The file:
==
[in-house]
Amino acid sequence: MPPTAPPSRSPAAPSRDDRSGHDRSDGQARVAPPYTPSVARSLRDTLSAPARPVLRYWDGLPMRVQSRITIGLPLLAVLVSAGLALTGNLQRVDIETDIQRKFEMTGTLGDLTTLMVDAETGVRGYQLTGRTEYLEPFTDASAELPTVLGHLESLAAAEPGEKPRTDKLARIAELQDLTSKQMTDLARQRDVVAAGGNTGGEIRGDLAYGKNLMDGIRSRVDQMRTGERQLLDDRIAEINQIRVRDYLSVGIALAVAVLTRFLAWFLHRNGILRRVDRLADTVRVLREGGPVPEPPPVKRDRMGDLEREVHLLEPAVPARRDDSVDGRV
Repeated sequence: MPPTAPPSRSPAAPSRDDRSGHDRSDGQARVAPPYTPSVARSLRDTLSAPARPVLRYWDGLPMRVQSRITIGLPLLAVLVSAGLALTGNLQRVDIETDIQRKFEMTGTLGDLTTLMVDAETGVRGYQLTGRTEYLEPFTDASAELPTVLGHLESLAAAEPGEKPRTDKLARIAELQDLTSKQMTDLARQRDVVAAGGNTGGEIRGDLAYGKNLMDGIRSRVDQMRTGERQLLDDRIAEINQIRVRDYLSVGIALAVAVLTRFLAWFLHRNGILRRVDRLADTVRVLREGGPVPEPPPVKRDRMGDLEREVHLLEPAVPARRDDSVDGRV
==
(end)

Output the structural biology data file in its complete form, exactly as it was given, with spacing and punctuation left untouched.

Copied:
[in-house]
Amino acid sequence: MPPTAPPSRSPAAPSRDDRSGHDRSDGQARVAPPYTPSVARSLRDTLSAPARPVLRYWDGLPMRVQSRITIGLPLLAVLVSAGLALTGNLQRVDIETDIQRKFEMTGTLGDLTTLMVDAETGVRGYQLTGRTEYLEPFTDASAELPTVLGHLESLAAAEPGEKPRTDKLARIAELQDLTSKQMTDLARQRDVVAAGGNTGGEIRGDLAYGKNLMDGIRSRVDQMRTGERQLLDDRIAEINQIRVRDYLSVGIALAVAVLTRFLAWFLHRNGILRRVDRLADTVRVLREGGPVPEPPPVKRDRMGDLEREVHLLEPAVPARRDDSVDGRV
Repeated sequence: MPPTAPPSRSPAAPSRDDRSGHDRSDGQARVAPPYTPSVARSLRDTLSAPARPVLRYWDGLPMRVQSRITIGLPLLAVLVSAGLALTGNLQRVDIETDIQRKFEMTGTLGDLTTLMVDAETGVRGYQLTGRTEYLEPFTDASAELPTVLGHLESLAAAEPGEKPRTDKLARIAELQDLTSKQMTDLARQRDVVAAGGNTGGEIRGDLAYGKNLMDGIRSRVDQMRTGERQLLDDRIAEINQIRVRDYLSVGIALAVAVLTRFLAWFLHRNGILRRVDRLADTVRVLREGGPVPEPPPVKRDRMGDLEREVHLLEPAVPARRDDSVDGRV